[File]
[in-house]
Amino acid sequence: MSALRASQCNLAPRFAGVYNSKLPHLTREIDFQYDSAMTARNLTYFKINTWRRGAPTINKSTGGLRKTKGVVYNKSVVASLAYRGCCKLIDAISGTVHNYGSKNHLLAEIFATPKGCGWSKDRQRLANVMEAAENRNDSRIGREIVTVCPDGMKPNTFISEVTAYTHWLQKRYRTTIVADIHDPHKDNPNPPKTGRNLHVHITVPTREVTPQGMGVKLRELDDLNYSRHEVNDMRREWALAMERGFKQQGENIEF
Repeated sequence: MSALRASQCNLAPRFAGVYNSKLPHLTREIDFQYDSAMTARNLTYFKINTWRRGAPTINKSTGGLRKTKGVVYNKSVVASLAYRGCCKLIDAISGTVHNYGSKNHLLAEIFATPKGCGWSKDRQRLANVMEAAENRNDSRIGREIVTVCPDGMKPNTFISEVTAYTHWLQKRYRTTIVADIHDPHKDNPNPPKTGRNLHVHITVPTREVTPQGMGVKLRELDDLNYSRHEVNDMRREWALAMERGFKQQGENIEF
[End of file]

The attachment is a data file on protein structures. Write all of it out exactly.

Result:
[in-house]
Amino acid sequence: MSALRASQCNLAPRFAGVYNSKLPHLTREIDFQYDSAMTARNLTYFKINTWRRGAPTINKSTGGLRKTKGVVYNKSVVASLAYRGCCKLIDAISGTVHNYGSKNHLLAEIFATPKGCGWSKDRQRLANVMEAAENRNDSRIGREIVTVCPDGMKPNTFISEVTAYTHWLQKRYRTTIVADIHDPHKDNPNPPKTGRNLHVHITVPTREVTPQGMGVKLRELDDLNYSRHEVNDMRREWALAMERGFKQQGENIEF
Repeated sequence: MSALRASQCNLAPRFAGVYNSKLPHLTREIDFQYDSAMTARNLTYFKINTWRRGAPTINKSTGGLRKTKGVVYNKSVVASLAYRGCCKLIDAISGTVHNYGSKNHLLAEIFATPKGCGWSKDRQRLANVMEAAENRNDSRIGREIVTVCPDGMKPNTFISEVTAYTHWLQKRYRTTIVADIHDPHKDNPNPPKTGRNLHVHITVPTREVTPQGMGVKLRELDDLNYSRHEVNDMRREWALAMERGFKQQGENIEF